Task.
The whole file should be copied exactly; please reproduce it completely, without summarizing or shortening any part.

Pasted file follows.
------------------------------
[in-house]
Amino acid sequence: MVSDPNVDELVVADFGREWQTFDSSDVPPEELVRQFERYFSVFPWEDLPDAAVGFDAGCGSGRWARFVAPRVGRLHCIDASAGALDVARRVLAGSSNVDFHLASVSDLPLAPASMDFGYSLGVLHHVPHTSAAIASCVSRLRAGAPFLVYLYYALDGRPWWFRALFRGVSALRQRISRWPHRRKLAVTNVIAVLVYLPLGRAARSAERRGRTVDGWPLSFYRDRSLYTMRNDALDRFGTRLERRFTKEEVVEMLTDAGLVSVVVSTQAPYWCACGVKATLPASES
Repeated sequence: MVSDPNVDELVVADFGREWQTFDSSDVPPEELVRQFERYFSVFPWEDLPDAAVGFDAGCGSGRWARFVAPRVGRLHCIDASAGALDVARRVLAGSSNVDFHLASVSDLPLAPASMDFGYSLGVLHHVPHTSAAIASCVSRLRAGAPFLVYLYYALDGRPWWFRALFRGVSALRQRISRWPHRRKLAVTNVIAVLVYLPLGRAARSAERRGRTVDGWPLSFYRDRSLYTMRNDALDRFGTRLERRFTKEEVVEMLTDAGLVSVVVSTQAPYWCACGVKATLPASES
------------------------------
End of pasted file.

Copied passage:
[in-house]
Amino acid sequence: MVSDPNVDELVVADFGREWQTFDSSDVPPEELVRQFERYFSVFPWEDLPDAAVGFDAGCGSGRWARFVAPRVGRLHCIDASAGALDVARRVLAGSSNVDFHLASVSDLPLAPASMDFGYSLGVLHHVPHTSAAIASCVSRLRAGAPFLVYLYYALDGRPWWFRALFRGVSALRQRISRWPHRRKLAVTNVIAVLVYLPLGRAARSAERRGRTVDGWPLSFYRDRSLYTMRNDALDRFGTRLERRFTKEEVVEMLTDAGLVSVVVSTQAPYWCACGVKATLPASES
Repeated sequence: MVSDPNVDELVVADFGREWQTFDSSDVPPEELVRQFERYFSVFPWEDLPDAAVGFDAGCGSGRWARFVAPRVGRLHCIDASAGALDVARRVLAGSSNVDFHLASVSDLPLAPASMDFGYSLGVLHHVPHTSAAIASCVSRLRAGAPFLVYLYYALDGRPWWFRALFRGVSALRQRISRWPHRRKLAVTNVIAVLVYLPLGRAARSAERRGRTVDGWPLSFYRDRSLYTMRNDALDRFGTRLERRFTKEEVVEMLTDAGLVSVVVSTQAPYWCACGVKATLPASES